Struggles In Vermont

My last two trips to Vermont have been somewhat of failures.  As far as great food, friends, and drink are concerned, they have been a huge success.  But when it comes to hiking, I have kind of failed.

Camel’s Hump

Camel's Hump Map
Camel’s Hump Map

My last trip to Vermont was last January (2013).  I set out to hike Camel’s Hump.  My intent was to hike up the Monroe Trail to the Dean Trail and then the Long Trail.  From the intersection of the Dean Trail and Long Trail, I would hike north on the Long Trail over the summit to reconnect with the Monroe Trail, on which I would hike down to return to my car (see map to right).

However, as I had never done it before, I didn’t realize how steep the approach is to Camel’s Hump summit from the south on the Long Trail.  Being that I was all alone, and didn’t have any technical gear for climbing any steep pitches of snow and ice (all I had on my feet were YakTrax Pros), I decided I wasn’t going to take the risk by going up.  Within a mile from the summit, I turned around and began to head down the way I came.

south of Camel's Hump summit on the Long Trail
south of Camel’s Hump summit on the Long Trail
The farthest I got on Camel's Hump.  No summit, but all smiles!
The farthest I got on Camel’s Hump. No summit, but all smiles!

Stowe Pinnacle

Fast forward to yesterday, March 2013, I once again failed when going out to hike in Vermont. I originally had plans to do something bigger, like Mt. Mansfield, but changed my mind.  I decided I wanted to go out, do something short, fun, and easy, that I could just enjoy, and then head back into Burlington to hang out with my brother.  I decided I was going to hike Stowe Pinnacle.  Stowe Pinnacle is not very high in elevation, and requires only a 1.5 mile hike via the Stowe Pinnacle Trail, but rewards the hiker with views of Camel’s Hump, Mt. Mansfield, and Worcester Range.

I arrived at the Stowe Pinnacle trailhead ready to go.  It was, in fact, raining, so that already put a damper on my day.  With that being said, I don’t mind hiking in the rain.  Actually, I enjoy experiencing hikes in a range of conditions, however, when you’re on break and have only one opportunity to hike, you definitely want a perfect day.  So, I was going to hike anyway, despite the fact that it seemed rain and clouds were going to make for a view-less summit.

Then I noticed that the the hiker registry (book at the beginning of the trail), was not there.  I think this was a sign that the trail was closed.  I noticed something about closings of the Stowe Pinnacle Trail online, but was unsure of the dates.  I think they close it during Vermont’s mud season so that the trail doesn’t get torn up in wet conditions, in order to preserve the integrity of the trail.  So, as I wholeheartedly believe in following the management rules and decisions of the area (I mean, I want to go into Recreation Management for my profession), I went with my own selfish desire to hike and continued onward, even though I knew I shouldn’t have (if the trail was, in fact, closed).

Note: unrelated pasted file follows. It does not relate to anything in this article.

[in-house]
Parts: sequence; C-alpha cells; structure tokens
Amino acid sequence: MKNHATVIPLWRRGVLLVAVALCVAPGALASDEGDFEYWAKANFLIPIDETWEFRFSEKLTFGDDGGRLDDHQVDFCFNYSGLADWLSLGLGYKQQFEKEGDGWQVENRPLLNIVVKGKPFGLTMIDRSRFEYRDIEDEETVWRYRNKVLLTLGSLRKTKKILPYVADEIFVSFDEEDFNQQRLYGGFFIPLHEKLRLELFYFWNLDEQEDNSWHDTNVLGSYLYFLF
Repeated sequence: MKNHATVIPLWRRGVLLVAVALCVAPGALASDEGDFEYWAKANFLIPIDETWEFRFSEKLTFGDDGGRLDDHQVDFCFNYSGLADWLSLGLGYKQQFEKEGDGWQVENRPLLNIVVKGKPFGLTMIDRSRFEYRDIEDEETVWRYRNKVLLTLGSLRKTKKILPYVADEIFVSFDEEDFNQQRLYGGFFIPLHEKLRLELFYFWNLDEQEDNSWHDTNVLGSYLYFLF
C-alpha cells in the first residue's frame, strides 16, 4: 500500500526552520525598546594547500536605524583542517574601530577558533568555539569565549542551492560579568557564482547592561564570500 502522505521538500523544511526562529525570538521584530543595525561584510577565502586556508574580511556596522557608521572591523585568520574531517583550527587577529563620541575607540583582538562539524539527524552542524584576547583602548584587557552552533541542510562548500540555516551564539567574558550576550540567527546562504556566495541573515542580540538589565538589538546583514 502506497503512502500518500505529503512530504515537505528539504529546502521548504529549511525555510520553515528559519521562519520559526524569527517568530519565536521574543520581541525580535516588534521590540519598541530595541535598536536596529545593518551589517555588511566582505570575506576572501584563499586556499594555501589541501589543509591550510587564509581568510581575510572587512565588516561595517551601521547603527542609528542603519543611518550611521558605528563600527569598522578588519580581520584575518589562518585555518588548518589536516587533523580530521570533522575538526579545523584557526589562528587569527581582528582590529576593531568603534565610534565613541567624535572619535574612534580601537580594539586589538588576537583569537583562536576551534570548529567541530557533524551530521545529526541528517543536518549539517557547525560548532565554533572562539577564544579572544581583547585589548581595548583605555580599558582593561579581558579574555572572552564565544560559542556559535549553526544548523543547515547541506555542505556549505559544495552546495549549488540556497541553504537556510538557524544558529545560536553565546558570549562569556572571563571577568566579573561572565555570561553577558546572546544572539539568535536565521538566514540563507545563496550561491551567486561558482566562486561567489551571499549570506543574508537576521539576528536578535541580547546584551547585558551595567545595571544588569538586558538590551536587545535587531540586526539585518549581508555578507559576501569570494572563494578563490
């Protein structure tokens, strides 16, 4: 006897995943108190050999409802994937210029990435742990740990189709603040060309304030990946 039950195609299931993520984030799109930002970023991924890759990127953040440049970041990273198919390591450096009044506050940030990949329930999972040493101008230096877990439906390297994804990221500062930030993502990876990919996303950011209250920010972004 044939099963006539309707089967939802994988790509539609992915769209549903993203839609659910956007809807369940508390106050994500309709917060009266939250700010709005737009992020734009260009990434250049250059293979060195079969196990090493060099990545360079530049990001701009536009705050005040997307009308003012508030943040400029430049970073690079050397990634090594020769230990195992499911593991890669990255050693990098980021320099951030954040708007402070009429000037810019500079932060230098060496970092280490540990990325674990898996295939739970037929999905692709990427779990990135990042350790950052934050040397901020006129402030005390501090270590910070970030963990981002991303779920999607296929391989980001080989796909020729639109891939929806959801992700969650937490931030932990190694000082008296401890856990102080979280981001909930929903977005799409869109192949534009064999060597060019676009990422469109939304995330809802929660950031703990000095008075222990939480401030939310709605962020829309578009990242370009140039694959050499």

Then here comes the fun part.  As I’m hiking along, I notice some pretty fresh tracks in the snow.  I think “cool, just a dog.”  As I keep seeing them for many yards along the trail, I notice three things:  1. some seemingly fresh droppings, 2. if they were a dog’s, it would be a really big dog, and 3.  there were no human footprints associated with the track’s path.  I figured, if they stay along the trail the whole time, then yes, it’s just a dog.  If they go off trail, I’d check them out and see what they do.  Sure enough, they went off trail, following a fairly irregular pattern.  I followed them up to the base of a tree, where they stopped.  At the base of the tree, I noticed two things:  1.  really fresh wood shavings (nothing covering them up), and 2.  clear hind tracks.  I looked up and noticed very harsh scratches in the tree bark above me.  It was pretty clear to me that it was a bear (front black bear paws kind of look similar to a dog paw.  Hind ones not so much.  I think I was getting hung up on the front ones, when I thought it was a dog).  I was surprised by this, because I didn’t think any bears would be out of hibernation yet this far north.  Maybe I was wrong.  Anyway, if it was a bear, I knew it would be a very hungry one, post-hibernation.  Unfortunately for me, I probably had the largest quantity of delicious food in the entire patch of forest sitting right in my backpack.

(Sorry, I didn’t really consider taking pictures of the bear tracks and markings.  I really wish I did.  They were pretty cool, and I would have loved to share)

So, I figured, three strikes, and I’m done.  The cold rain, a closed trail, and a potential hungry black bear in the area, made for a somewhat unfavorable hiking situation, especially being alone.  I decided to cut my losses and head back to Burlington to hang out with my brother.  Not a bad alternative.


It never feels good to have to cut a hike short.  It never feels good to bail on a summit, or feel intimidated by the presence of a black bear (because we’d all love to be macho and brave).  However, I think it’s important to dissociate one’s pride as a hiker with accomplishing feats (such as bagging a peak, or not letting conditions turn you back).  I think it is more important to do what you want to do, when you want to do it.  If something doesn’t feel right, it makes no sense to do it.   Hiking should be enjoyable, not an area to beef up your list of accomplishments and ego.  For that reason, I’ve let these last two hikes in Vermont go.  For me and Vermont, the struggles continue.  Until next time, Vermont.


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